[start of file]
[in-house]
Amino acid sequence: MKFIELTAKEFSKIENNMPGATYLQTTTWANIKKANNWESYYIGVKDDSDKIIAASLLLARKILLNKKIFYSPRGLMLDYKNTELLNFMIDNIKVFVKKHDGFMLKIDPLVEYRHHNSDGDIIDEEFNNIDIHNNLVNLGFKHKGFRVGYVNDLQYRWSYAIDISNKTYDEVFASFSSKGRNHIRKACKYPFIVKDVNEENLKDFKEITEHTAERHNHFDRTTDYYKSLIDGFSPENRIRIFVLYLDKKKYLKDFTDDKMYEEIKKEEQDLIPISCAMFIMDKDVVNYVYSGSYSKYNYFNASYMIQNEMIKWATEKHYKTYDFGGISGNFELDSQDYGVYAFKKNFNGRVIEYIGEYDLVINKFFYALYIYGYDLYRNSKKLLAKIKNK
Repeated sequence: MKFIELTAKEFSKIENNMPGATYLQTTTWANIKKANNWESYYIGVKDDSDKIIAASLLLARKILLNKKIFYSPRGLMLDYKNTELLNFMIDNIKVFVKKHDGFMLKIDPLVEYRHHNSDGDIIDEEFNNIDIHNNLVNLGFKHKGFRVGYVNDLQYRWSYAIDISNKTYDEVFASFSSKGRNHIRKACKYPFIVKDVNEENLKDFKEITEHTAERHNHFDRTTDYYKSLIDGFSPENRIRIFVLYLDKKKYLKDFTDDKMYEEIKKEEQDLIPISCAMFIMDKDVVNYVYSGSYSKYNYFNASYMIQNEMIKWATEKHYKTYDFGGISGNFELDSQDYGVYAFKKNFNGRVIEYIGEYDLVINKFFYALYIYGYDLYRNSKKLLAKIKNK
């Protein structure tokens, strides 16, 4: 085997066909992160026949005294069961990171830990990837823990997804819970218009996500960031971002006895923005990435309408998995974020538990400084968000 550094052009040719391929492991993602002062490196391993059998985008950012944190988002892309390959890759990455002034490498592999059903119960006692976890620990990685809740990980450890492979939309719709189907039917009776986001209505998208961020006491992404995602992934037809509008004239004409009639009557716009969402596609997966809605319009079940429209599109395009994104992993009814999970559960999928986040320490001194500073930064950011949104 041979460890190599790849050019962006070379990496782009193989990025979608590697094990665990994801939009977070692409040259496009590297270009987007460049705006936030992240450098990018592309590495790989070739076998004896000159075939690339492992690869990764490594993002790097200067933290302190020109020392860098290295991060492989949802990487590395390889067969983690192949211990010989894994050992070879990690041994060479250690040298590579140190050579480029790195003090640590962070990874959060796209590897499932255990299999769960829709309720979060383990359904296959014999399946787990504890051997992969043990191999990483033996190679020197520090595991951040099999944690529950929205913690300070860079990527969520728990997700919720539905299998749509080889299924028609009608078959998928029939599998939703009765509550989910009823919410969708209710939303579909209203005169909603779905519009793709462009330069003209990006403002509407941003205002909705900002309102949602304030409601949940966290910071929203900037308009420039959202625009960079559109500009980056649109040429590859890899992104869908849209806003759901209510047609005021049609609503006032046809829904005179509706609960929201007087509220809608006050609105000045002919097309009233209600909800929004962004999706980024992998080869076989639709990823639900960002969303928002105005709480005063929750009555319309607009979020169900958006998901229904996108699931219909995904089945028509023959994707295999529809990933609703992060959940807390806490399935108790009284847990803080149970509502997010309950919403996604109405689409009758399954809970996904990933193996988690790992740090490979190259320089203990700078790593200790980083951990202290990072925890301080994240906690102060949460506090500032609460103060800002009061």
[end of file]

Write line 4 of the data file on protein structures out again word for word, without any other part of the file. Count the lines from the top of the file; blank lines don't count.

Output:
């Protein structure tokens, strides 16, 4: 085997066909992160026949005294069961990171830990990837823990997804819970218009996500960031971002006895923005990435309408998995974020538990400084968000 550094052009040719391929492991993602002062490196391993059998985008950012944190988002892309390959890759990455002034490498592999059903119960006692976890620990990685809740990980450890492979939309719709189907039917009776986001209505998208961020006491992404995602992934037809509008004239004409009639009557716009969402596609997966809605319009079940429209599109395009994104992993009814999970559960999928986040320490001194500073930064950011949104 041979460890190599790849050019962006070379990496782009193989990025979608590697094990665990994801939009977070692409040259496009590297270009987007460049705006936030992240450098990018592309590495790989070739076998004896000159075939690339492992690869990764490594993002790097200067933290302190020109020392860098290295991060492989949802990487590395390889067969983690192949211990010989894994050992070879990690041994060479250690040298590579140190050579480029790195003090640590962070990874959060796209590897499932255990299999769960829709309720979060383990359904296959014999399946787990504890051997992969043990191999990483033996190679020197520090595991951040099999944690529950929205913690300070860079990527969520728990997700919720539905299998749509080889299924028609009608078959998928029939599998939703009765509550989910009823919410969708209710939303579909209203005169909603779905519009793709462009330069003209990006403002509407941003205002909705900002309102949602304030409601949940966290910071929203900037308009420039959202625009960079559109500009980056649109040429590859890899992104869908849209806003759901209510047609005021049609609503006032046809829904005179509706609960929201007087509220809608006050609105000045002919097309009233209600909800929004962004999706980024992998080869076989639709990823639900960002969303928002105005709480005063929750009555319309607009979020169900958006998901229904996108699931219909995904089945028509023959994707295999529809990933609703992060959940807390806490399935108790009284847990803080149970509502997010309950919403996604109405689409009758399954809970996904990933193996988690790992740090490979190259320089203990700078790593200790980083951990202290990072925890301080994240906690102060949460506090500032609460103060800002009061």